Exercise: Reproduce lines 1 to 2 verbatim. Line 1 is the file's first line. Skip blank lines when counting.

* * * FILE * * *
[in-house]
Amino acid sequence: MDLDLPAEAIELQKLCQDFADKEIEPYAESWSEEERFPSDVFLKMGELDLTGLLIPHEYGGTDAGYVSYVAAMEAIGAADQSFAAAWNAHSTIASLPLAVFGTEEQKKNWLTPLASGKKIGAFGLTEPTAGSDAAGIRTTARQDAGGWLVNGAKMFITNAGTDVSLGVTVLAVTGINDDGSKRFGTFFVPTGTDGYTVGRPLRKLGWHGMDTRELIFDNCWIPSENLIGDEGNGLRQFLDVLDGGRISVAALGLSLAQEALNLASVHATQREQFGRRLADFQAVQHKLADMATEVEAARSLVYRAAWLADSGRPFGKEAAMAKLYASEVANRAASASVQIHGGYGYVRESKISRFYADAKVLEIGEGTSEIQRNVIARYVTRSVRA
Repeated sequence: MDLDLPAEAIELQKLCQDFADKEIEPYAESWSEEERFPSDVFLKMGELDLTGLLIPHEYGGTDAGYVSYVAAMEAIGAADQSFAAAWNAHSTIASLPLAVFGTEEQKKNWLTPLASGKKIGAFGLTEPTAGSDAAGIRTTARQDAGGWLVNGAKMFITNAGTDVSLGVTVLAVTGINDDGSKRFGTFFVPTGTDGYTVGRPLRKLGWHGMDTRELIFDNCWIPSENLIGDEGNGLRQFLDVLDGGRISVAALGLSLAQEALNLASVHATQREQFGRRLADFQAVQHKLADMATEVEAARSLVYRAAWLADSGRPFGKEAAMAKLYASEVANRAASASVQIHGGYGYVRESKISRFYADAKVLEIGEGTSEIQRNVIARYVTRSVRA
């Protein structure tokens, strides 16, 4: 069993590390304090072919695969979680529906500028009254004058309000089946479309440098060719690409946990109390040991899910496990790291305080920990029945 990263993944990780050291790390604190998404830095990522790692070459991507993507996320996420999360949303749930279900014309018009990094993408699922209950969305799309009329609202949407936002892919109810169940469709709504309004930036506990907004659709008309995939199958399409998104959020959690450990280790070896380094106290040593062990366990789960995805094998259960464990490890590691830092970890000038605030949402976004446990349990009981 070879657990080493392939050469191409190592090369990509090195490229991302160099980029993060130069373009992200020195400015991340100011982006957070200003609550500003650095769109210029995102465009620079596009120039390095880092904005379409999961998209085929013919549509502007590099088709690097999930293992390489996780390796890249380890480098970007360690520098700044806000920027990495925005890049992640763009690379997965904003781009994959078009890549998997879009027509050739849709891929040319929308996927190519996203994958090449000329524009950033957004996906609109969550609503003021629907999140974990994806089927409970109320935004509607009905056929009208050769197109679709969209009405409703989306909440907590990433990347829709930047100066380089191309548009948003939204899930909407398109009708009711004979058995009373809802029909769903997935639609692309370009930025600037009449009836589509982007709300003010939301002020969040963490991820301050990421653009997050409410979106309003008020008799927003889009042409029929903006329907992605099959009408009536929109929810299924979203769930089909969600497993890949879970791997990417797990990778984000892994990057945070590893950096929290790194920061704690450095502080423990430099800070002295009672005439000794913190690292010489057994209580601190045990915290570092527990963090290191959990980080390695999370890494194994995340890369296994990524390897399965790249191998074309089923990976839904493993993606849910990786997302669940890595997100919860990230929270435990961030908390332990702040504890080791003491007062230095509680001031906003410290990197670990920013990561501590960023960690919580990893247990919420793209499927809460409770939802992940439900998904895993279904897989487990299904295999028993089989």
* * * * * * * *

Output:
[in-house]
Amino acid sequence: MDLDLPAEAIELQKLCQDFADKEIEPYAESWSEEERFPSDVFLKMGELDLTGLLIPHEYGGTDAGYVSYVAAMEAIGAADQSFAAAWNAHSTIASLPLAVFGTEEQKKNWLTPLASGKKIGAFGLTEPTAGSDAAGIRTTARQDAGGWLVNGAKMFITNAGTDVSLGVTVLAVTGINDDGSKRFGTFFVPTGTDGYTVGRPLRKLGWHGMDTRELIFDNCWIPSENLIGDEGNGLRQFLDVLDGGRISVAALGLSLAQEALNLASVHATQREQFGRRLADFQAVQHKLADMATEVEAARSLVYRAAWLADSGRPFGKEAAMAKLYASEVANRAASASVQIHGGYGYVRESKISRFYADAKVLEIGEGTSEIQRNVIARYVTRSVRA